“We had a short initial project to get to a deliverable as quickly as possible,” he said. “It had some technical complications to it so it was a good test for them.”

For many companies seeking offshore product development, cost is a driving factor. Even though budgets are constrained, companies still require high level technical talent to develop a marketable product.

That’s where strong relationships are vital.

“You need a true partnership, especially when you’re working offshore,” said Trice. “You really have to have a relationship to lean on and ensure the communications gap can be bridged when it needs to be. When you’re working with people thousands of miles away and you hit a fork in the road — positive, negative or strategic — you have important messages to convey. You need a way to ensure the messages are understood in their full context. For me, the relationship element was the reason for going down this path.”

With 26 clients so far, KMS has been able to ensure its growth does not exceed its ability to provide good service to its clients. Customers range in size from $2 million in revenue to almost $1 billion and include household names like Its sweet spot is among those companies in the $20 million to $100 million range, according to Chief Technology Officer Kaushal Amin.

“If we’re doing the entire software development, our staff works with the business people to understand what is the objective of the software, what do they want us to build into it, what are the drivers for the success of the software,” said Amin.

The purpose of this product review is to gain deep understanding of what needs to be built and what it needs to do for customers. The process also includes regular communication between the customer and the developers in the form of twice a week conference calls.

“This is where we make sure we show customers incrementally what we are bundling and how it works,” said Amin. “We get feedback from them so it’s not like they say give us a document and then we go away for three months before they see what we’re doing.”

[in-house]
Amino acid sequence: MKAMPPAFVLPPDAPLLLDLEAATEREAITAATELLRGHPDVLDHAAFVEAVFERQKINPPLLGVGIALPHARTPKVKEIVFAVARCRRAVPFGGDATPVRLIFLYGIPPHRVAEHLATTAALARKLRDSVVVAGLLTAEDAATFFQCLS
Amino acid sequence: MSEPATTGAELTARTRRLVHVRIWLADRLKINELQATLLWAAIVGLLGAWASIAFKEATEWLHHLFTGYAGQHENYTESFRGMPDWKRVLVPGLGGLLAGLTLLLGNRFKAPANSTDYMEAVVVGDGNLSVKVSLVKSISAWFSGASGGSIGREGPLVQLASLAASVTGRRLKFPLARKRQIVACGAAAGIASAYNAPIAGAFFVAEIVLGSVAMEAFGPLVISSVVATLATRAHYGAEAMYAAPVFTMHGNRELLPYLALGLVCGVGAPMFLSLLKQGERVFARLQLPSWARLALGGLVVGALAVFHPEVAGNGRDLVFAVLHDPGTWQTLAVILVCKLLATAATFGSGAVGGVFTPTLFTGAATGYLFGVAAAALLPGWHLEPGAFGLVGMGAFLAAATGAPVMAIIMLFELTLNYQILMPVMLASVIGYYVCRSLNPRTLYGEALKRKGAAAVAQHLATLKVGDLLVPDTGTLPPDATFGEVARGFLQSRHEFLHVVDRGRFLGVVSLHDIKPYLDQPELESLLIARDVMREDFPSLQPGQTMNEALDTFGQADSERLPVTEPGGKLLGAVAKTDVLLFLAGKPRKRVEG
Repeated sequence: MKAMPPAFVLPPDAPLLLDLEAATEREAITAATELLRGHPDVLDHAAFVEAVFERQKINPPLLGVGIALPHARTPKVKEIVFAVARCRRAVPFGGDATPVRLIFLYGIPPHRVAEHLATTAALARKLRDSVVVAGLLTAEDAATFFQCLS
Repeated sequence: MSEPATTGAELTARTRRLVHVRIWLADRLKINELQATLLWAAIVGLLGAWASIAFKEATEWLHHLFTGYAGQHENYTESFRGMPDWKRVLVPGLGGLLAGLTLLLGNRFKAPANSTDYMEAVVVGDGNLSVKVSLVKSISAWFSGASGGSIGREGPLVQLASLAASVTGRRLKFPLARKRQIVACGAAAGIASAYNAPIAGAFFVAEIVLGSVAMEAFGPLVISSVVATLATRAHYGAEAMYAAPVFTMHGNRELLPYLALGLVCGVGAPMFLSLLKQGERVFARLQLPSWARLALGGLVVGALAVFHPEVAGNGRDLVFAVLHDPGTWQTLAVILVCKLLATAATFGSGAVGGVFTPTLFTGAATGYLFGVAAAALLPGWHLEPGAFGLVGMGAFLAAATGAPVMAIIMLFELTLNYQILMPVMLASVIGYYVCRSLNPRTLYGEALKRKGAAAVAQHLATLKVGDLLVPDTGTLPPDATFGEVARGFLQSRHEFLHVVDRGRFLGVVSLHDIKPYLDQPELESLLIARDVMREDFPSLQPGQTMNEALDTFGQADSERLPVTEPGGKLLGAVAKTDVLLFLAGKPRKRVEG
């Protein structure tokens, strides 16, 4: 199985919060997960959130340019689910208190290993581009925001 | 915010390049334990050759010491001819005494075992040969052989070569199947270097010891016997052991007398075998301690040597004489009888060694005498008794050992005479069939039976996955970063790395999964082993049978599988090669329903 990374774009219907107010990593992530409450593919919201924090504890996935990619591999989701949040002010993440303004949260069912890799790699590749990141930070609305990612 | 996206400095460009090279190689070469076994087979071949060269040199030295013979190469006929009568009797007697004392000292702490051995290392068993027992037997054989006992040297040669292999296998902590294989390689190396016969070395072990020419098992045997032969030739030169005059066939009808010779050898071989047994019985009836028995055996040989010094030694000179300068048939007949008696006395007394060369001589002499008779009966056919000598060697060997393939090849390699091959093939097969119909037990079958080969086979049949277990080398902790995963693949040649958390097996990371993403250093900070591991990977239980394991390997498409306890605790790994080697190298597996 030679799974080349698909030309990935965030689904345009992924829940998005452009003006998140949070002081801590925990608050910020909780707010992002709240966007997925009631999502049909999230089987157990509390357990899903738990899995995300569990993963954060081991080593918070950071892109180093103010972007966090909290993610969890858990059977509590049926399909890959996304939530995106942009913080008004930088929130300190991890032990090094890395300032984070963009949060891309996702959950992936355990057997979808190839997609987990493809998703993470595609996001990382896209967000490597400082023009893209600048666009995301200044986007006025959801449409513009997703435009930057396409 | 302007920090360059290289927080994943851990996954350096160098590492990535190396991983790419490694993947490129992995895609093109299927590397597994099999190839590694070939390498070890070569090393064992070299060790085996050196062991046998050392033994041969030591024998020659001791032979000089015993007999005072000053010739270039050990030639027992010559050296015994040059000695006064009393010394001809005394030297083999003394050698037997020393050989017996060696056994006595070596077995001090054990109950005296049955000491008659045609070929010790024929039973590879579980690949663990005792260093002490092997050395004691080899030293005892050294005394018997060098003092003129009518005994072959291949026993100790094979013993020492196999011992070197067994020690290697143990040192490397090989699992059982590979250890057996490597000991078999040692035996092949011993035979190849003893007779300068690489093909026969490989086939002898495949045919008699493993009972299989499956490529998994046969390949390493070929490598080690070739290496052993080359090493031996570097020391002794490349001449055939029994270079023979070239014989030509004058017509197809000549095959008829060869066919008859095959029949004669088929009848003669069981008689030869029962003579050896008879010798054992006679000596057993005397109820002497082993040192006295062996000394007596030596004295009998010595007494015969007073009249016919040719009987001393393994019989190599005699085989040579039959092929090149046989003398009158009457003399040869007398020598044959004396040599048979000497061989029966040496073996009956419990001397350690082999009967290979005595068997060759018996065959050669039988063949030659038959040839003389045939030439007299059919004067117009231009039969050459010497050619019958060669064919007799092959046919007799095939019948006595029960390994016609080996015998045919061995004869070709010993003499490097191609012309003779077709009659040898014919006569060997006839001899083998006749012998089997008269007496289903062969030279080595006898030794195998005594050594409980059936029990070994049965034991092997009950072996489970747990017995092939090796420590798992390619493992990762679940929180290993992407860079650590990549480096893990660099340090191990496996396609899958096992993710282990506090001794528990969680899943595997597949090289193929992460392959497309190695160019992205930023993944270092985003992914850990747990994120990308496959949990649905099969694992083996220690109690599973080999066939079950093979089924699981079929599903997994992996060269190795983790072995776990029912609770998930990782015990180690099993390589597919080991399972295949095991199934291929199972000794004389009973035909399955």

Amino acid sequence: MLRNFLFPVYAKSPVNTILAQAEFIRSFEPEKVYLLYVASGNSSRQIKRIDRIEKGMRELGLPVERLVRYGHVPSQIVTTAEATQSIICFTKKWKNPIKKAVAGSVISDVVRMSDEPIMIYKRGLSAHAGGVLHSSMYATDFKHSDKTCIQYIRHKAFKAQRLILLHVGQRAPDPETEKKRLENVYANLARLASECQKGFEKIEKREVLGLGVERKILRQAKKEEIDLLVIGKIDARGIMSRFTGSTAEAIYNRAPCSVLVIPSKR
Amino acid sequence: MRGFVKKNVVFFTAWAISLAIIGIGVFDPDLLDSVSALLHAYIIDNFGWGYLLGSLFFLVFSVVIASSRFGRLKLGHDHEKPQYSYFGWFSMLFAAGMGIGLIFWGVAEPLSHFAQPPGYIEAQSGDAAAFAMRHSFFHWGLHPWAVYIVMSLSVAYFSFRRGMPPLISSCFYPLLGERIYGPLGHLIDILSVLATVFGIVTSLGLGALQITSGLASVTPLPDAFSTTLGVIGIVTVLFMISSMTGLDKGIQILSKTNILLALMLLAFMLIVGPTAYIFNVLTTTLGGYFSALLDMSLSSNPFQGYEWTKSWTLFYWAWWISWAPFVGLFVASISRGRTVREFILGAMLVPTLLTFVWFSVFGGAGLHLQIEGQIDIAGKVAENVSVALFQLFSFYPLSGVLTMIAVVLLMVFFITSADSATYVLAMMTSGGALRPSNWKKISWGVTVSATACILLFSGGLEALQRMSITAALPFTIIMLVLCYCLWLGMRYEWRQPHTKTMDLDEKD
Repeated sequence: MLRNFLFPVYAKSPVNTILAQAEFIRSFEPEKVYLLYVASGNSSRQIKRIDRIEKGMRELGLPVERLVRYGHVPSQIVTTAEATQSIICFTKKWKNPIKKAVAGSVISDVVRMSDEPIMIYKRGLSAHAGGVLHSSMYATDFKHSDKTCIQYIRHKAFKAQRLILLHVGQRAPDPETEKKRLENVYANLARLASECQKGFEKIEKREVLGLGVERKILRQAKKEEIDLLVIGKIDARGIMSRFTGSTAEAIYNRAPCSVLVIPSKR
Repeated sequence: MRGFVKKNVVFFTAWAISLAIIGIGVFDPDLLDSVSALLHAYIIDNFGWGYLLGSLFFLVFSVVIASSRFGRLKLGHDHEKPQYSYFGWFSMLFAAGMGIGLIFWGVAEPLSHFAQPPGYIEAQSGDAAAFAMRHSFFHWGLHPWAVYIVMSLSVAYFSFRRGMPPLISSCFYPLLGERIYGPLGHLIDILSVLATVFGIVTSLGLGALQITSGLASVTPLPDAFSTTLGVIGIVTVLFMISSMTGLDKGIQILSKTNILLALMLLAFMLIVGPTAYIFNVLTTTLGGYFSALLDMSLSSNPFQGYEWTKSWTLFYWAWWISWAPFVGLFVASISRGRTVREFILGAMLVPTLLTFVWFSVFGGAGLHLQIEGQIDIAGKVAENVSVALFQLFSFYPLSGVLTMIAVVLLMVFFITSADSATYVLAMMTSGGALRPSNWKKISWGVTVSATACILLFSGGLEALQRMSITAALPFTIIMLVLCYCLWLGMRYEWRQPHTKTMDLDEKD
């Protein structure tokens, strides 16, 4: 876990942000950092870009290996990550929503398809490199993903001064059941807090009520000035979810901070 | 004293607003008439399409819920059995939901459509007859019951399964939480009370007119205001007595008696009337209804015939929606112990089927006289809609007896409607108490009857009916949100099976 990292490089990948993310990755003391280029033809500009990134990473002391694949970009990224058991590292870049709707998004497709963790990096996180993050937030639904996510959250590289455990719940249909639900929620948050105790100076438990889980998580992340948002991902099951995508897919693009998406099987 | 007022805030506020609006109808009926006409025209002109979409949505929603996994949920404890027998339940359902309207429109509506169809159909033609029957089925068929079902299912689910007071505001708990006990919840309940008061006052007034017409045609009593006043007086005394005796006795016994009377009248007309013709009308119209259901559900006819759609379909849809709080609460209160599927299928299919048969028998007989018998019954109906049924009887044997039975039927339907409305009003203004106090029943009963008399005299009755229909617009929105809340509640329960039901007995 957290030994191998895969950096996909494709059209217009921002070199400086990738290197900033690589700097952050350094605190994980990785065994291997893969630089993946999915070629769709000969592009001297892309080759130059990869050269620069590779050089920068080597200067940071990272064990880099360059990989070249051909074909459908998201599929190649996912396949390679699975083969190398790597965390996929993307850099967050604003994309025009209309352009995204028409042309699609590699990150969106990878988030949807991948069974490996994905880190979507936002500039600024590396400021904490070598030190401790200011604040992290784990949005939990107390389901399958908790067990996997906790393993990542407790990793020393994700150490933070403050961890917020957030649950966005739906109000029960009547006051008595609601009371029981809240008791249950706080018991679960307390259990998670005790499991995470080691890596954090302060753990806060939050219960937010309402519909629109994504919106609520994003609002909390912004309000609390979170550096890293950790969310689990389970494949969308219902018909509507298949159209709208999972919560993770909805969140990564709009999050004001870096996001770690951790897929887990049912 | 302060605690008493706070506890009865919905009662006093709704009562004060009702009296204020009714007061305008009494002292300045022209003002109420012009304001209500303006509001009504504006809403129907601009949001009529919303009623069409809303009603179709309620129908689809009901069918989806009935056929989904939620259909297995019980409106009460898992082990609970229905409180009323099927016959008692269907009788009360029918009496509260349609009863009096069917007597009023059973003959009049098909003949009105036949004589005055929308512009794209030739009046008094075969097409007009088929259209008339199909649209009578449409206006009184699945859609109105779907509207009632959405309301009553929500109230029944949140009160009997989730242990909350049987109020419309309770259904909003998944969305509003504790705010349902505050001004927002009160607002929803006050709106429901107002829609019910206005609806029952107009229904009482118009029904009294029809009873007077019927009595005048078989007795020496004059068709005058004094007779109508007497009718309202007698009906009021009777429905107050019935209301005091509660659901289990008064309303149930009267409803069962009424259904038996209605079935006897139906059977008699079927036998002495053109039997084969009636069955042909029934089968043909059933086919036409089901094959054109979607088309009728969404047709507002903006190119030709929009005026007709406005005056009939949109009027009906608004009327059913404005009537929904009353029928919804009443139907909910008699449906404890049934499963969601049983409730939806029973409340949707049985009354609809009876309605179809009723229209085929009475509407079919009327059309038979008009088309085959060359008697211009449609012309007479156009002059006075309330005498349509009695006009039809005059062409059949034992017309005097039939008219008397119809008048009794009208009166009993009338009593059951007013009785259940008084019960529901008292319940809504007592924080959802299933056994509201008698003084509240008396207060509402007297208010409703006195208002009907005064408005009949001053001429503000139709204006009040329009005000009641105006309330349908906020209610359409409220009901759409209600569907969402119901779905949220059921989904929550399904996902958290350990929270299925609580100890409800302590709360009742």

The success of the company has even spawned a new off shoot venture — QASymphony. This venture, which shares quarters with KMS in Buckhead’s Atlanta Technology Village, provides software quality assurance and testing.

“We saw that software space needed disruption,” said Lieberman. “So we thought it presented a great opportunity to leverage some of our technical talent and build out world class innovations solutions that we can take to market.”


  • Work with people you know and trust.
  • Overinvest in the business. Hire more experience than you think you need.
  • Get the top talent. Focus on hiring the best people and don’t compromise.
  • Don’t let growth outpace resources.
  • Communicate early and often.


A leader in innovative teaching and learning, Kennesaw State University offers undergraduate, graduate and doctoral degrees to its nearly 43,000 students. With 11 colleges on two metro Atlanta campuses, Kennesaw State is a member of the University System of Georgia. The university’s vibrant campus culture, diverse population, strong global ties and entrepreneurial spirit draw students from throughout the country and the world. Kennesaw State is a Carnegie-designated doctoral research institution (R2), placing it among an elite group of only 6 percent of U.S. colleges and universities with an R1 or R2 status. For more information, visit